The hues of patriotism

The hues of patriotism

As another Republic Day arrives, the City is getting ready to partake the celebrations. The patriotic mood has set in even  as the citizens unfurl their memories and express their vision for a better future.

 India has grown technologically and industrially but even now, there are many other things that need great attention. Arun Prasad, a researcher historian, says that the country stands high on many aspects globally.

“We get to know about anything that happens in any corner of the world, almost immediately. Be it the launch of satellites or the emergence of industries and rapid developments in terms of transportation, we stand tall in all aspects. This is a good sign.”

But there is concern in his voice when he talks of the rapid urbanisation of the country. “There is change without any sense of inclusive developmental growth. History and heritage shouldn’t be ignored.” He adds that there needs to be a strict policy for preserving heritage sites. “Monuments or parks, there are so many places in Bengaluru that we are losing out on. These have been there for hundreds of years, but are now disappearing. Along with developmental policies, heritage policies also need to be in place.”

Like many, Arun points out that there is a growth of educational opportunities in the country, but not much stress on value-based education. Pollution is another matter of concern for all. “We are already paying for water and soon, people will need to worry about paying for clean air,”  he says.

Perumal Venkatesan, who is a creative entrepreneur and a photographer, says that democratisation should happen across all walks of life. “The bridging of the classes, be it between the rich and the poor or among castes, is of utmost importance.”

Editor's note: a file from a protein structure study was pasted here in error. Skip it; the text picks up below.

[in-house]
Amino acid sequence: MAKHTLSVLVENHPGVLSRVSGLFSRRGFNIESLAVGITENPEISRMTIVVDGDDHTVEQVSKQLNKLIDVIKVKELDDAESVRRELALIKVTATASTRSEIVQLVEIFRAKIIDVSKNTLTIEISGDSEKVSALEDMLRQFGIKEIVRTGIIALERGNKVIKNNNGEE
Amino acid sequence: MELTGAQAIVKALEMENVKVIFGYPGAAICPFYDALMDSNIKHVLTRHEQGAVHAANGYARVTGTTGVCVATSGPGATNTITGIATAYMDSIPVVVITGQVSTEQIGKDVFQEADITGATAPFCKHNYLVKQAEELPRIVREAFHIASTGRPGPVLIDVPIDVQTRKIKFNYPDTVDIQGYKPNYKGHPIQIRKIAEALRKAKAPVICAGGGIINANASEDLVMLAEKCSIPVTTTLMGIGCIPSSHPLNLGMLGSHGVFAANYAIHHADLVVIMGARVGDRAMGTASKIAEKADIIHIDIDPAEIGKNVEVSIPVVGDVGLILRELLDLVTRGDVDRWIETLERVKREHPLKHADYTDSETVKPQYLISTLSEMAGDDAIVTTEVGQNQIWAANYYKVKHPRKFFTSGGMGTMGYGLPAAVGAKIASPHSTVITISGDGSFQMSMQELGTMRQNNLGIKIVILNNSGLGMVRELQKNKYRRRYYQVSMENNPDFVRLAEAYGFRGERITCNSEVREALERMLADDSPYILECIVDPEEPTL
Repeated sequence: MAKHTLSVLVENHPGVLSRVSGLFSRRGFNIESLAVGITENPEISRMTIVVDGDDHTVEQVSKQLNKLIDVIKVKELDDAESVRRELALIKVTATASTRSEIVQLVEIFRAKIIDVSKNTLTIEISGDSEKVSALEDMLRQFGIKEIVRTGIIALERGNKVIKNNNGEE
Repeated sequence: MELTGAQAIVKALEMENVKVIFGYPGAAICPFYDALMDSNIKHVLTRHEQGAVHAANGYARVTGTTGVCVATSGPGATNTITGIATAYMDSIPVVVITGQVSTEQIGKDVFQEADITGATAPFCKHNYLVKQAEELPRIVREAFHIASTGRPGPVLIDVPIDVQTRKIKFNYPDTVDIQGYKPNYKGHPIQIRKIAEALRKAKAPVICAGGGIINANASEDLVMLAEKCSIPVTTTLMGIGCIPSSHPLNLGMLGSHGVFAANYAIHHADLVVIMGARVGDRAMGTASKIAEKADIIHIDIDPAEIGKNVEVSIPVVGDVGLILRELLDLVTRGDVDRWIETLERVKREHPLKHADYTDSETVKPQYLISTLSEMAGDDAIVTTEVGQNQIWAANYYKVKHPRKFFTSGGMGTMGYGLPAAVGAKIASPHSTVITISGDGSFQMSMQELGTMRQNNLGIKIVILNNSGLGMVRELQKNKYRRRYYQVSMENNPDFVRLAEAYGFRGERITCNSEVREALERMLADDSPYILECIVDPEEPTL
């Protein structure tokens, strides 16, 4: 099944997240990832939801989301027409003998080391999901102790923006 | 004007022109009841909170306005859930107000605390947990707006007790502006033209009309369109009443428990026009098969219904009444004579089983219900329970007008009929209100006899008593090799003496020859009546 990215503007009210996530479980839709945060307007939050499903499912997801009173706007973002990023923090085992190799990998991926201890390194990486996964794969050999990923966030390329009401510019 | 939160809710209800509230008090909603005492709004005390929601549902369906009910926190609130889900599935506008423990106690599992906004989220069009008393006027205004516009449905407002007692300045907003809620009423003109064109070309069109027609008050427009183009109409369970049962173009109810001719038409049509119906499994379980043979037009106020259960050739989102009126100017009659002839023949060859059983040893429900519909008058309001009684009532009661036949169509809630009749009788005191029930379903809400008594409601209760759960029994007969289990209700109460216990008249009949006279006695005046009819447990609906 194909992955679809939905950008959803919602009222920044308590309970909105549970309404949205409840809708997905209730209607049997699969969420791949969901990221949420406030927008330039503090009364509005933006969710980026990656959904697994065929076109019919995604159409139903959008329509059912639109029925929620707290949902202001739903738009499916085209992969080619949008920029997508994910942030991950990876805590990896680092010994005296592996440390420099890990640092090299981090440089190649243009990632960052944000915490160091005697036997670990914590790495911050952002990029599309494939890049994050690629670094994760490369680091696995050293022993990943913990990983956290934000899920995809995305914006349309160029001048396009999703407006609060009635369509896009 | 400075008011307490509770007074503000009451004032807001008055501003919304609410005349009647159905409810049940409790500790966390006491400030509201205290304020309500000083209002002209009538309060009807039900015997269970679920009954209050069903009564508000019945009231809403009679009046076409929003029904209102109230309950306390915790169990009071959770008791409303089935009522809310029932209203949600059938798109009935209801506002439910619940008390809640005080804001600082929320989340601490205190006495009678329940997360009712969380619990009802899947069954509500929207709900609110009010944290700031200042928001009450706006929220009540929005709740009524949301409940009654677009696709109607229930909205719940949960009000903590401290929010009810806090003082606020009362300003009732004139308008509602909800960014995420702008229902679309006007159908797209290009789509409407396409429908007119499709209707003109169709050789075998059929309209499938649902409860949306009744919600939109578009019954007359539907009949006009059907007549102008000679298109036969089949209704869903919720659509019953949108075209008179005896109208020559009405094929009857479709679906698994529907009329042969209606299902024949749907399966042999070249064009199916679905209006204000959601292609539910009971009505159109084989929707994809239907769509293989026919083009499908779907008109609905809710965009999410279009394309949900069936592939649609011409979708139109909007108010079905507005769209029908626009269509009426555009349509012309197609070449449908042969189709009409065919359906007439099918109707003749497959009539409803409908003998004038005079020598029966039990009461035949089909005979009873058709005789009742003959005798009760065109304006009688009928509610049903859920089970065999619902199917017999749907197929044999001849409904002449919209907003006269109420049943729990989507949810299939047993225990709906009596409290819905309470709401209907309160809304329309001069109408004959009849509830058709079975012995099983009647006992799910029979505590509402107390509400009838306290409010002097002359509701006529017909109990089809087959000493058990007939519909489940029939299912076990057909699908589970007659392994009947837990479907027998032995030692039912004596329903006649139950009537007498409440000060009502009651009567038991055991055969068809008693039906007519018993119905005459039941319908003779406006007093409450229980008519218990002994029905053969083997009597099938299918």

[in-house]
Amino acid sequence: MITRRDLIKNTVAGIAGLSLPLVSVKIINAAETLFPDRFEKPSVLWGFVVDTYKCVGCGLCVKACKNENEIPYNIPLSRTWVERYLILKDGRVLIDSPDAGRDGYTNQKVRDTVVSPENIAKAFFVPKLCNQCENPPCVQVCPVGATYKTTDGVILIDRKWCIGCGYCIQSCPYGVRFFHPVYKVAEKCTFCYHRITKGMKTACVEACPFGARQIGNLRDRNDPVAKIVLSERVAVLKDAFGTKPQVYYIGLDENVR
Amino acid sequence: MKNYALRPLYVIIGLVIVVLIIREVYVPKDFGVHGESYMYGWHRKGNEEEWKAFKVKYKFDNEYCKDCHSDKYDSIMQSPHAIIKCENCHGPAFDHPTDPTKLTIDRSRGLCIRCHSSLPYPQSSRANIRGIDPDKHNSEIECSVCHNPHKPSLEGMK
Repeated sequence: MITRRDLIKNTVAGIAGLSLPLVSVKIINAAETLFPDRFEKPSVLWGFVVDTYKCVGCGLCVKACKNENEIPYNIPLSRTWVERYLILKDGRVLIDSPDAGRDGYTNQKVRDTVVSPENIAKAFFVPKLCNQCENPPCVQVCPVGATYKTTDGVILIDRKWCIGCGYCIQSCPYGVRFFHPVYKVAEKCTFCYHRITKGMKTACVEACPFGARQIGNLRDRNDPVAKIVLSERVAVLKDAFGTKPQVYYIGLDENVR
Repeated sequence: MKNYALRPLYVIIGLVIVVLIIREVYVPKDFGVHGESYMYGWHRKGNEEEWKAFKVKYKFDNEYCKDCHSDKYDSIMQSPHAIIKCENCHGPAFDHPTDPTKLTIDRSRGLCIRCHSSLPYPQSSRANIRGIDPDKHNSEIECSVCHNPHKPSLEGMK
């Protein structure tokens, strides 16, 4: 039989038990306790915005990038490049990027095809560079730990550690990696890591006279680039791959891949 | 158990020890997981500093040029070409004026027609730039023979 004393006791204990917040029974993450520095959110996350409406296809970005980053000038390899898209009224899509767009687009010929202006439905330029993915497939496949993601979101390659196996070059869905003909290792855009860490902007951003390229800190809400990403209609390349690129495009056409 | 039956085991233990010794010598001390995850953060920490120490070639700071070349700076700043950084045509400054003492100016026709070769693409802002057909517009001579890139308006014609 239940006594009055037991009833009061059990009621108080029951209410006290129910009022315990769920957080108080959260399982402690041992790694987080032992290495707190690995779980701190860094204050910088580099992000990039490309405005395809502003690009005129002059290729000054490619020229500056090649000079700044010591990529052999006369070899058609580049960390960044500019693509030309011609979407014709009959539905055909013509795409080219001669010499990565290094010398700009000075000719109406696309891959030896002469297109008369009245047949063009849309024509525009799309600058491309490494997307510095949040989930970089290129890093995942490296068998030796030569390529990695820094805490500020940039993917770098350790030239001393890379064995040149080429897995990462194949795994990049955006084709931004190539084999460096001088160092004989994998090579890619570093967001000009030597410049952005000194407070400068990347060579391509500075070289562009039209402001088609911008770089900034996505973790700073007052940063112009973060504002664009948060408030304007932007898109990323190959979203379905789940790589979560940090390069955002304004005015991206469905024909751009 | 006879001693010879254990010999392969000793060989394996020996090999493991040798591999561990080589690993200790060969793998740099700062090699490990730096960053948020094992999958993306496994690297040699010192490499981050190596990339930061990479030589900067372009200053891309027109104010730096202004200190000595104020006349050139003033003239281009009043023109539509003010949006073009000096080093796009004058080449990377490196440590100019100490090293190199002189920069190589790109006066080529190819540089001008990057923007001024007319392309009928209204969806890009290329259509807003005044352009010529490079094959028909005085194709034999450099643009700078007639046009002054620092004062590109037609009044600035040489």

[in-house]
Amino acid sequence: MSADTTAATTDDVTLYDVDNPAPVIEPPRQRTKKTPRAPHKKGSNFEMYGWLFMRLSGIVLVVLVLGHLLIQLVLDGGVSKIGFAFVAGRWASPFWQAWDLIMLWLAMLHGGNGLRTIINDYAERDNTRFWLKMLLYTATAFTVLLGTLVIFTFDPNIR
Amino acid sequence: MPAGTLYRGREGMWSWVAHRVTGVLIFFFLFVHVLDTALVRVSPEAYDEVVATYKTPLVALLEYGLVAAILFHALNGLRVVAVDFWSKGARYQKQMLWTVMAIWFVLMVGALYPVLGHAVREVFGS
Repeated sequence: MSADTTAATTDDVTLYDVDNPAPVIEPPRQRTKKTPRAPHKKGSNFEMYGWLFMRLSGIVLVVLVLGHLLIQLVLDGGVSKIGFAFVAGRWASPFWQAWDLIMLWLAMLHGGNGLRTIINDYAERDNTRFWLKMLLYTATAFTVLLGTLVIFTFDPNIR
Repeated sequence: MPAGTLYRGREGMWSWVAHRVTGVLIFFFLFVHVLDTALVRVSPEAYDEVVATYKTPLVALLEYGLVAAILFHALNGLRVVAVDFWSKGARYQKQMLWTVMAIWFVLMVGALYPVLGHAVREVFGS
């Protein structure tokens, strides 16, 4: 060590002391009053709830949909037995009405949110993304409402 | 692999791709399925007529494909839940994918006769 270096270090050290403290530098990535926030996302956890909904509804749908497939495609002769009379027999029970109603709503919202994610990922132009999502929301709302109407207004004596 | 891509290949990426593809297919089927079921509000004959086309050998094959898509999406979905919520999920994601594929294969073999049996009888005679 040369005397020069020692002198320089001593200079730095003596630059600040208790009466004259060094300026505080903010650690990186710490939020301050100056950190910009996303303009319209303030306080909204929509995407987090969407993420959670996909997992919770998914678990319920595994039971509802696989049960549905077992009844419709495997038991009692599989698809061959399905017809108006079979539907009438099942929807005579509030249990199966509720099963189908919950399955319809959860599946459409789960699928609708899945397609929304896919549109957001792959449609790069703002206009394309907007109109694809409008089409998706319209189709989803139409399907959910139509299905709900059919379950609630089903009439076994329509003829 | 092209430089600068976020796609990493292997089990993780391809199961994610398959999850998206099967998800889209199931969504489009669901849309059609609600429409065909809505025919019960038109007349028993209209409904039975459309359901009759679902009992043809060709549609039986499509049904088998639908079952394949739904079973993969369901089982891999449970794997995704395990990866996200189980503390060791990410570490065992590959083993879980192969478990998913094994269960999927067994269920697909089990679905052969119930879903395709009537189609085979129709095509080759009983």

He also points out that across Europe and the West, people are proud to be a part of government schools, but here, they have a long way to go. “The literacy rate has increased a lot, but education is still not open to everyone. The facilities in government schools are still not up to the standards of private ones.” In addition, Perumal has seen the interest in art and heritage grow rapidly. “We see people stepping out for the cause of saving lakes or even creative things. People don’t hesitate to speak out. In a city like Bengaluru, people feel free to talk about any topic, which is the stepping stone of growth,” he says.

From march pasts to sweets being distributed at schools, youngsters like Allan Roy, a BCom student from St Joseph’s College, recollect that everything about the day brings in a sense of nationalism.

“We used to be excited about the tri-colour decorations and the flag-hoisting at school as kids. Though we didn’t know the importance of the day then, I now realise the importance of it.” Allan adds that the day reminds him of clean white uniforms, quizzes and other cultural competitions. Apparna, a law student from The Oxford College of Law,  adds, “My dad is an Army officer and on every Republic Day we watch the parade as a family. This invoked a sense of patriotism in me.”

“However, I strongly believe that some of our laws need to be amended. There needs to be more support and representation of women in the Constitution. Some of the rules have to be changed according to the times.”

Others say that there has been a lot of progress since the country became a Republic. “We have come a long way from then,” says Lakshmi Rao, principal, National Public School, Koramangala.

“There are women in all walks of life now. But people need to understand the need for elementary things like proper garbage disposal systems and protecting the environment. If there is a depletion of natural resources, one will not have anything to pass on to the next generation,”  she adds.

DH Newsletter Privacy Policy Get top news in your inbox daily
GET IT
Comments (+)